The other day, Jamie was quietly taking in the view from Young’s Hill.
As Jody passed by, the two of them noticed something in the grass.
Young’s Hill is home to many other critters besides chimpanzees. Bugs, birds, garter snakes, and squirrels all try lay claim to these two acres, but they often run into trouble with their seven noisy neighbors.
You wouldn’t normally expect chimpanzees to be scared of creepy crawlies. Wild chimpanzees hunt and eat a variety of animals, which can include birds, reptiles, insects, and small mammals (even other primates), depending on the community. But the Cle Elum Seven are not wild. Physically, they are the same as their wild cousins, and they share many of the same behavioral traits, but they lack the culture of a wild community. And given their histories, they haven’t had much personal experience with the great outdoors either. So what might be seen as food by a chimp in Gombe might be feared by a chimp in Cle Elum.
Jamie certainly likes to kill, which shouldn’t surprise those of you that have gotten to know her through this blog. However, she has a good instinct for self-preservation and she still hasn’t quite figured out which animals fight back, so she often approaches cautiously. In fact, we sometimes liken her to a pointer, because she will stop dead in her tracks with one arm and one leg up. But rather than directing someone else to the prey, I always feel like she’s thinking…If it gets me, at least I’ll still have two good limbs.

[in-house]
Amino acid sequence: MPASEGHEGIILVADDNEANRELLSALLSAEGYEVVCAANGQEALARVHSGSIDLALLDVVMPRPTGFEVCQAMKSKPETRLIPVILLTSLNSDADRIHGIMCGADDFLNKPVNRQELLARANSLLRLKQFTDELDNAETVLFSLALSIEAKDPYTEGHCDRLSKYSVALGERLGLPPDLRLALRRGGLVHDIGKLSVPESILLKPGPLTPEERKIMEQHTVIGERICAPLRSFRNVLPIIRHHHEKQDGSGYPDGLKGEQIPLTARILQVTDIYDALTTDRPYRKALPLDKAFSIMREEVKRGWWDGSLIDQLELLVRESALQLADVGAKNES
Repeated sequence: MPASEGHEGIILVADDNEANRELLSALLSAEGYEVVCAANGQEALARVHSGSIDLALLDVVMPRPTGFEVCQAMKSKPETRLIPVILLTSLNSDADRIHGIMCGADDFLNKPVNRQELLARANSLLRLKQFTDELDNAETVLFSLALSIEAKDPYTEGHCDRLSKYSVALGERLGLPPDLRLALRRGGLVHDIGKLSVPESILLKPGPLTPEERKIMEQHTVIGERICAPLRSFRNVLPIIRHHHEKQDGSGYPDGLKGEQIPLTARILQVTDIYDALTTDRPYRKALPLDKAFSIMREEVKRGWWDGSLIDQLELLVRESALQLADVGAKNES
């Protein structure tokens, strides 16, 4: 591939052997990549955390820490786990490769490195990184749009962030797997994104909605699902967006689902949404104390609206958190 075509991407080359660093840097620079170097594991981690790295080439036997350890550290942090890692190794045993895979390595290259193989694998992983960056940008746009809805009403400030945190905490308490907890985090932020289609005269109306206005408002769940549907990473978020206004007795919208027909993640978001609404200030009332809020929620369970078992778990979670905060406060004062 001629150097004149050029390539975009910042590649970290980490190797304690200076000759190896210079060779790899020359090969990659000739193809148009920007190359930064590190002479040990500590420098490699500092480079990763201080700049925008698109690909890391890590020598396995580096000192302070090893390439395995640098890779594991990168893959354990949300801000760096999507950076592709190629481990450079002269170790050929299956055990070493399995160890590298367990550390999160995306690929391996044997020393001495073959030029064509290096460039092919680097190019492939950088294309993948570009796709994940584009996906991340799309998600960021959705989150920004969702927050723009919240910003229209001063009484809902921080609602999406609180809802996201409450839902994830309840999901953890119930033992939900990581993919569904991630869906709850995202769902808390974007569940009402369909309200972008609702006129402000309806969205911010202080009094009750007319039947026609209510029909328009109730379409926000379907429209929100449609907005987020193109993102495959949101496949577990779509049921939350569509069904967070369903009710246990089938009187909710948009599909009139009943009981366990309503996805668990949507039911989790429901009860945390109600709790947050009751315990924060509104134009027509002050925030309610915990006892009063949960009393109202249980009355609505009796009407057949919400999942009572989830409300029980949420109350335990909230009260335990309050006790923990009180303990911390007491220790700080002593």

Thankfully, it usually ends up being a wild goose chase, as it did in this instance. The field mice quickly scurry back into their holes and the birds effortlessly fly away while the chimps are still trying to get up to speed.
This type of enrichment can’t be beat – especially when no animals are harmed in the process. Captive chimpanzees will always require some kind of artificial enrichment, but there’s nothing like the unpredictable and often exhilarating enrichment that exists in the natural world.